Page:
He turned on his television to find out what was going on. When the second plane crashed, he realized that it had not been an accident and prepared to leave the building.
Military in St. Paul’s Chapel on September 11, 2001. © Courtesy of Trinity Church
“While I was in the elevator, the first building collapsed and the elevator stopped,” says Moten. Luckily, it stopped on the ground. But the thing is, we have windows on the floor. And when I got out of the elevator, it was black. I couldn’t understand what happened. Did they knock me out? Is it night?
When he came out, the area was covered in ash.
“It was light gray, I guess it looked like snow,” Moten recalls, except it was littered with “shoes, glasses and papers … It’s really hard to remember.”
Moten returned to his apartment after spending about a month in a hotel, and he stayed there while Ground Zero continued to burn for months more. Since then, he has been diagnosed with chronic sinusitis and gastrointestinal damage, and his care is covered by the World Trade Center Health Program.
Neighborhood resident Cynthia Moten, left, with the Rev. Phillip A. Jackson, priest in charge of Trinity Church. © Colin Kinniburgh, France 24
For the 20th anniversary of September 11, St. Paul’s Chapel began its weekend commemorations at 8:46 a.m. with a ringing of the Bell of Hope, as it has done every year since 2002. St. Paul received the bell that September as a gift from her sister church in London.
Throughout Saturday, visitors filtered through the church to pay their respects.
Firefighters Jamie Monroe, Glenn Smith and Joel White rode bikes from California to attend the September 11 commemorations this year. Along with nine other members of the Fire Velo group, they pedaled for 40 days across the country to raise funds for firefighters with cancer and other health conditions.
“It’s a really emotional deal for us,” says Glenn Smith, 59, retired after 31 years with the Los Angeles County Fire Department. “We have stopped at several different memorials, and you hear … the process of what really happened. And it catches up with you and catches you. ”
From left to right: Glenn Smith, Jamie Monroe and Joel White of Fire Velo. The group rode their bikes from California to New York to raise money for the health care of other firefighters. © Colin Kinniburgh, France 24
“One of the things I noticed is that when we were biking through some of these communities, there was no politics, there were no Republicans, there were no Democrats,” adds Joel White, 63, a retiree from the Marinwood Fire Department in California. “Everyone supported… stood up and waved or clapped, or said, ‘Do you need something? What do you need?’ And that was really good to see this country right now. ”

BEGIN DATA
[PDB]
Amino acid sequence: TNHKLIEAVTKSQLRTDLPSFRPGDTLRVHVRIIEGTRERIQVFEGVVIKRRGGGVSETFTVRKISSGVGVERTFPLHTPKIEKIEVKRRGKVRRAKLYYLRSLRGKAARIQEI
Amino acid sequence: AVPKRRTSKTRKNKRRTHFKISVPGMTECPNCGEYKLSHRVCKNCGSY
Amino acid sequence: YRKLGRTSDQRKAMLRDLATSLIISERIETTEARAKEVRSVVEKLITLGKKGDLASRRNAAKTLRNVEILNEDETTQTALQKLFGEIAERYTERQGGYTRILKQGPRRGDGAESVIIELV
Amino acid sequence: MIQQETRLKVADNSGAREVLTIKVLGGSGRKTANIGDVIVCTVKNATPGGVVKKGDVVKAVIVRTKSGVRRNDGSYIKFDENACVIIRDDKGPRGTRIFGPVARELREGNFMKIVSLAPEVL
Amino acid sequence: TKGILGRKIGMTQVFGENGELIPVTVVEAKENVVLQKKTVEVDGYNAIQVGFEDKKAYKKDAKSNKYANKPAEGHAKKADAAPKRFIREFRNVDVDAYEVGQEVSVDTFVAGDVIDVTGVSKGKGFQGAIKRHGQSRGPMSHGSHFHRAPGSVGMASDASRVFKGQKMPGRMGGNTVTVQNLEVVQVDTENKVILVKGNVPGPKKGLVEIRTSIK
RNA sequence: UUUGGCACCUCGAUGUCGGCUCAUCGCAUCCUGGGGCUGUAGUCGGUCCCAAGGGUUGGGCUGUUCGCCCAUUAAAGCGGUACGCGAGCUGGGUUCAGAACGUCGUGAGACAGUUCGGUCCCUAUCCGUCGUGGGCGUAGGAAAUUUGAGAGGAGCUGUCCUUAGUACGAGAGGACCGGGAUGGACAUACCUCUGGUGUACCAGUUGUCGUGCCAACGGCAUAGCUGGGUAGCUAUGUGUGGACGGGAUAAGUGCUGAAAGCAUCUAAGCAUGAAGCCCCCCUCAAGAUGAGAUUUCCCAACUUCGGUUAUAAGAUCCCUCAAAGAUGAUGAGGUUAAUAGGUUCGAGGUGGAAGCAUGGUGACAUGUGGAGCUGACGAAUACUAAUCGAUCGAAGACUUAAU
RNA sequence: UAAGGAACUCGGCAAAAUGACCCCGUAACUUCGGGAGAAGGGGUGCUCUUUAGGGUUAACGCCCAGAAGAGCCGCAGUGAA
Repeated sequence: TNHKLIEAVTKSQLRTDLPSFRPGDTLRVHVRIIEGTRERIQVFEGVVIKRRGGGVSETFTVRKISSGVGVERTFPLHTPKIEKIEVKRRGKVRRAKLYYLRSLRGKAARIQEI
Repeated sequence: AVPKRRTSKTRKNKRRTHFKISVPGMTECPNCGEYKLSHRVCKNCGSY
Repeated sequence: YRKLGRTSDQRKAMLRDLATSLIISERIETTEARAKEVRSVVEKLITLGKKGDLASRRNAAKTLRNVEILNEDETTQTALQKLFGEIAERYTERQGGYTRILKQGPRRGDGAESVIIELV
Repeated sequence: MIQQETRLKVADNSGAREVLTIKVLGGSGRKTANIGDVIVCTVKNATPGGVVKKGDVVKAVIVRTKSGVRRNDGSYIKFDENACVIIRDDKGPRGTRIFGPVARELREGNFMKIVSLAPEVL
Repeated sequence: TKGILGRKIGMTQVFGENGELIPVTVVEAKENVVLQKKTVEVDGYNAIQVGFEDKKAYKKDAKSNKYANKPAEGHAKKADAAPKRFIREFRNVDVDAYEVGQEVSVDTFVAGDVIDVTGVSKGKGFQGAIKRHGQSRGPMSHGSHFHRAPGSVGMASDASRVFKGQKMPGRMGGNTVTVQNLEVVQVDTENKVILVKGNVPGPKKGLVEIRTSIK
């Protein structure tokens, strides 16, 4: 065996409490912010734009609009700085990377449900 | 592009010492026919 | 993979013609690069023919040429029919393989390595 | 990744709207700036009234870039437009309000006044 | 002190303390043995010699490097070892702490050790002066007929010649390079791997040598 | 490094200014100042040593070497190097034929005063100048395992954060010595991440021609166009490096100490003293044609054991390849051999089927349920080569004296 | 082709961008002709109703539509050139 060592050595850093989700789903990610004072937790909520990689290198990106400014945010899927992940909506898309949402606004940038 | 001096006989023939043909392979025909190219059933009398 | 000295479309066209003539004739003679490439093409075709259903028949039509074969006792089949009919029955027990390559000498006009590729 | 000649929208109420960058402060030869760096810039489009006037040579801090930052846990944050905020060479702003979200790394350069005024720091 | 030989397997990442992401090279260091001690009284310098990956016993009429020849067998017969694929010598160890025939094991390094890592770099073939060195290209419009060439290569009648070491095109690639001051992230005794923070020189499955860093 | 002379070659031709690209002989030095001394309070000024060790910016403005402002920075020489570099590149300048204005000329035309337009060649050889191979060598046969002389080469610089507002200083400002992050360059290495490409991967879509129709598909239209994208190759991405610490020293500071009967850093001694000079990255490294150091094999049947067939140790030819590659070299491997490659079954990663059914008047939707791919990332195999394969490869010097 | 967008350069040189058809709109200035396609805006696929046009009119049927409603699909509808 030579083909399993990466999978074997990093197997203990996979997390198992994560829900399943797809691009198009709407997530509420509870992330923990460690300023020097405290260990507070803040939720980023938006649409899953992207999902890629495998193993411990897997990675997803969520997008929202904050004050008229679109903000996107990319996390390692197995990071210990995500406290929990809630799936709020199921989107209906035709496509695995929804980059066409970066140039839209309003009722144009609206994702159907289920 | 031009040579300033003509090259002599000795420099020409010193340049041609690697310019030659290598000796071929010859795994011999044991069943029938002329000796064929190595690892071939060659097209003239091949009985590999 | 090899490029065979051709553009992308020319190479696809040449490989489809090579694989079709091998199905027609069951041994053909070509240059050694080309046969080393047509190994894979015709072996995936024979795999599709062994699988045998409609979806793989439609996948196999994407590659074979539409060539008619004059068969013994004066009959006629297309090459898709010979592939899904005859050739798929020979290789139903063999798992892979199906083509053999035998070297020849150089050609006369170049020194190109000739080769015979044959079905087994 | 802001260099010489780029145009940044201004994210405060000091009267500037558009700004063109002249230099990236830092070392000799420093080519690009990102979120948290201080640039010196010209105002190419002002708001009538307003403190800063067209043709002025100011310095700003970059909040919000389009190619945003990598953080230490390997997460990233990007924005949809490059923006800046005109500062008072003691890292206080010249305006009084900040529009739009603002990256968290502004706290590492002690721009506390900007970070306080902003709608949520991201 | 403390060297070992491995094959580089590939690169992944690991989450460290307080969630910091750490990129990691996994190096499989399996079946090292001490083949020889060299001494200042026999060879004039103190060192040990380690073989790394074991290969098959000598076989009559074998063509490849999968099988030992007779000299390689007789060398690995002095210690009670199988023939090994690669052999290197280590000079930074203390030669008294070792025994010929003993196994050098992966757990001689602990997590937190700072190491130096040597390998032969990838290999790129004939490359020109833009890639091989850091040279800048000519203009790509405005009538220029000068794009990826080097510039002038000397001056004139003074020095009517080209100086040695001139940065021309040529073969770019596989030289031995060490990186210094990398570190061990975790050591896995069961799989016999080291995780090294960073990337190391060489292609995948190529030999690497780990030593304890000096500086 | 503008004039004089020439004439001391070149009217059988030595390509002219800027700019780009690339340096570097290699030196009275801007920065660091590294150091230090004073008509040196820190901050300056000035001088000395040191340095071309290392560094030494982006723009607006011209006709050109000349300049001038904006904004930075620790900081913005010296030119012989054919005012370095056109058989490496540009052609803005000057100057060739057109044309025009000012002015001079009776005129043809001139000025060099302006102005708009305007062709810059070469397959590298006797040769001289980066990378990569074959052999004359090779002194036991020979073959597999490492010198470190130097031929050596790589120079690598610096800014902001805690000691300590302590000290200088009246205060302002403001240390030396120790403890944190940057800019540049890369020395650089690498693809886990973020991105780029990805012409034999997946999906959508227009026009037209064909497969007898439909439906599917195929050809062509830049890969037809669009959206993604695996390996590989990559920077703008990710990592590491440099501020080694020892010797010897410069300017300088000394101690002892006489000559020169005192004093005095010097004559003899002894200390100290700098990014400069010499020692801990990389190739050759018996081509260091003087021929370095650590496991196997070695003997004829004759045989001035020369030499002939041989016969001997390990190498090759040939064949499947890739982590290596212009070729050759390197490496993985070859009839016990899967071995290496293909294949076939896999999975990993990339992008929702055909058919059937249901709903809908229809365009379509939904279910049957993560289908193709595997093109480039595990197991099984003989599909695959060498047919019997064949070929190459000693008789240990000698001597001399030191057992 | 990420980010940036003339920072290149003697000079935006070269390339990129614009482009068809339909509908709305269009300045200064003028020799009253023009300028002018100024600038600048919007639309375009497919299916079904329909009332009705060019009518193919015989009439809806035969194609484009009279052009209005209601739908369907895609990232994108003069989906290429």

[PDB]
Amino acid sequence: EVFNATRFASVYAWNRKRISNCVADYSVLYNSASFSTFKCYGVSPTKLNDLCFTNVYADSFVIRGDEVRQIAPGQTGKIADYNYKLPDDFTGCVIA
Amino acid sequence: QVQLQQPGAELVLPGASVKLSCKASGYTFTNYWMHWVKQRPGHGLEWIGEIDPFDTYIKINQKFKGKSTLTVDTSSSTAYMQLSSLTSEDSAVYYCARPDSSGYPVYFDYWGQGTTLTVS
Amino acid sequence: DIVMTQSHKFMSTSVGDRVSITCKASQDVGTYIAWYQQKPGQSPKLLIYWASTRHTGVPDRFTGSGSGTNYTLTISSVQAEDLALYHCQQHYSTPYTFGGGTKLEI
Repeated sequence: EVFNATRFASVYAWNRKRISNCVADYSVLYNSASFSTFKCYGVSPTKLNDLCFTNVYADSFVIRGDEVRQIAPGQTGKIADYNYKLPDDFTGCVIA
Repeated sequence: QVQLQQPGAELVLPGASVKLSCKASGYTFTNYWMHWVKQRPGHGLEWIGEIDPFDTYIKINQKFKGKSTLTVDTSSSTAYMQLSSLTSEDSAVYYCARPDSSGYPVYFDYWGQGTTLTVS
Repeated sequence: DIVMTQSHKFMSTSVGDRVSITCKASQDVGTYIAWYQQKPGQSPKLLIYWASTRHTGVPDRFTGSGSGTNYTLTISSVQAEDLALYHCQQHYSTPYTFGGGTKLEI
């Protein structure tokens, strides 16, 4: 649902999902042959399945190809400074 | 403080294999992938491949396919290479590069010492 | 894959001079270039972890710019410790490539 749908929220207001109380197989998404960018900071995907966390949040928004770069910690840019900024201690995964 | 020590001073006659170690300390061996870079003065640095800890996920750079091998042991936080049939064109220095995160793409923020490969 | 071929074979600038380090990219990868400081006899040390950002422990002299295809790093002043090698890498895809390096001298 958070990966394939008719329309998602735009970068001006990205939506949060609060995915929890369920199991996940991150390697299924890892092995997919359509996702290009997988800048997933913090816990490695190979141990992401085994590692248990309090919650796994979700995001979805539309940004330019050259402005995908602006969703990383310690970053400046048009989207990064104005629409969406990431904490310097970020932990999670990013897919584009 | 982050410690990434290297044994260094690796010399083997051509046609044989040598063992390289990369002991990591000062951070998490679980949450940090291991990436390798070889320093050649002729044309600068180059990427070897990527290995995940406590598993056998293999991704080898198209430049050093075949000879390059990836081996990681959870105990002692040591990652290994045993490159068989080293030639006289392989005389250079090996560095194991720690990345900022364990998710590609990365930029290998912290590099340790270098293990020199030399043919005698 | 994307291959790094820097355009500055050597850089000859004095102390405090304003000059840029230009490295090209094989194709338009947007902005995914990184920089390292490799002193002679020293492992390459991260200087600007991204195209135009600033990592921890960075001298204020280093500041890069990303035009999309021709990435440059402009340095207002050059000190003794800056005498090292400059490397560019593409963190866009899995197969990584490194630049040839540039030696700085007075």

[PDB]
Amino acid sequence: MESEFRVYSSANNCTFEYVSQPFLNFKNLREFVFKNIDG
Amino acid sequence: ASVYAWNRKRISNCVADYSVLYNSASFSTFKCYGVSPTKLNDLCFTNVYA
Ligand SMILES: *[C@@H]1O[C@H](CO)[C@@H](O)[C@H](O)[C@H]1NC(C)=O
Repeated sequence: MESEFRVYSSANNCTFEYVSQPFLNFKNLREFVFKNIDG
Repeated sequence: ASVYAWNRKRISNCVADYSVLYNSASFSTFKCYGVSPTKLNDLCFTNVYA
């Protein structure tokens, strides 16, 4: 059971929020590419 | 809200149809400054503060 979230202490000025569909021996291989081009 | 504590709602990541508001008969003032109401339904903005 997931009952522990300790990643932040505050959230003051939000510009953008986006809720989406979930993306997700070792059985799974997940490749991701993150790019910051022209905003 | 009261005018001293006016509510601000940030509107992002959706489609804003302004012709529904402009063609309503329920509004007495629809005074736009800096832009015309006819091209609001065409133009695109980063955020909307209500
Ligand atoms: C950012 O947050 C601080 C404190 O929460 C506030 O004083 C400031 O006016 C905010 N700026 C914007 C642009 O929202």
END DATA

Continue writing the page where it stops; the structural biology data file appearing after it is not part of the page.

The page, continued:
Sam Trujillo, a retired fellow firefighter from Albuquerque, New Mexico, is also hopeful that tributes can be a source of reconciliation. Trujillo, 75, retired in 1985 but returned to serve after 9/11 as part of a federal task force in response to the attack on the Pentagon. He has come to New York for various commemorations over the years, to honor what he calls the “brotherhood” of firefighters. This year, for the first time, he brought his son Joe, who is retired from the military.
Retired firefighter Sam Trujillo of Albuquerque, New Mexico and his son Joe, a military veteran. © Colin Kinniburgh, France 24
The Rev. Matt Welsch, 33, one of St. Paul’s newest priests, says the church’s goal is to provide a space of peace as America remembers a day when “we were all transformed.”
“St. Paul’s Chapel was such an important healing presence during the aftermath of September 11,” says Welsch. “So we’re trying to re-invoke that spirit of hospitality and healing by providing a space for people to return.” .
The Rev. Matt Welsch, 33, is one of the newer priests at Trinity Church / St. Paul’s Chapel. © Colin Kinniburgh, France 24
“All of us are changed, whether we realize it or not, by the events of September 11,” says Welsch. And while the attacks brought many changes for the worse, fueling a global cycle of war and bloodshed, Welsch says, “There is something beautiful about the fact that we have communities of faith and other forms of community that remain constant and provide a sense of structure, support and hope in the midst of all the changes. “